• Pawtucket canal with boat tour full of visitors with trolley in the background.


    National Historical Park Massachusetts


Start your visit at the Lowell National Historical Park Visitor Center on 246 Market Street where general information is offered. To get to our free parking lot, enter 304 Dutton Street, Lowell MA, 01852 as the destination.

Information about additional park sites can be found here.

Please note: Vehicle parking at most National Park locations is available only at city garages for a fee or on street metered parking. You are welcome to park at the Visitor Center parking lot for any park activities and either take the trolley (in season) or walk to these National Park sites.

Getting to the Visitor Center
From Interstate Route 495 take Exit 35C on to the Lowell Connector
From Route 3 take Exit 30A if traveling southbound, Exit 30B if traveling northbound.

• Take the Lowell Connector to Exit 5B Thorndike Street.
• Continue right on to Thorndike Street, which becomes Dutton Street.
• At the third traffic light continue straight under the overpass.
• At the next light turn right into the Visitor Center Parking Lot. Free parking is available here during Park operating hours in the gated section of the lot with ticket validation at the Visitor Center.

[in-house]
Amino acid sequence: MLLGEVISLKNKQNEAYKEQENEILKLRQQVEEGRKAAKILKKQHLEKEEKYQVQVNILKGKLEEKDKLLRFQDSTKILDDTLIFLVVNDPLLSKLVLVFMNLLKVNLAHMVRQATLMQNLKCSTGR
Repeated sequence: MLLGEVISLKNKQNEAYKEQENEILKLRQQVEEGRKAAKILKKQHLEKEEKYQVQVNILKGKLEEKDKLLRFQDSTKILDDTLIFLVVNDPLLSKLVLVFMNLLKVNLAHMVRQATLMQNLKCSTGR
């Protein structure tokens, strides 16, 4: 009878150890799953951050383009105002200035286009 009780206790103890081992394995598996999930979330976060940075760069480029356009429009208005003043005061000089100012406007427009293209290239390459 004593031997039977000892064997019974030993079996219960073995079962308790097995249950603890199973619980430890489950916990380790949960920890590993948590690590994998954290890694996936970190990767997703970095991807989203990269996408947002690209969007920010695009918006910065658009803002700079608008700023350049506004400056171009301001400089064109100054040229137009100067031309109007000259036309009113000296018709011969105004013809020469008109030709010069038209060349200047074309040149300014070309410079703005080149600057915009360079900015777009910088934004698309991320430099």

• From the lot, follow the set of steps located behind the flag pole and continue walking through the courtyard. The Visitor Center will be on your left.

Public Transportation

Commuter rail service is available from Boston's North Station to Lowell's Gallagher Terminal. View the MBTA schedule for the Lowell Line. Lowell Regional Transit Authority (LRTA) shuttles buses run between Gallagher Terminal and downtown Lowell Monday through Saturday. Please view the schedule for the LRTA “Downtown Shuttle.”

Did You Know?

Industrial Canyon, Lowell, MA

Protests came to Lowell in the mid-1830s. Mill management...twice reduced the take-home pay of women workers. Faced with growing inventories and falling prices, owners believed the only way to sustain profits was to cut labor costs. The mill workers were not willing to accept this logic.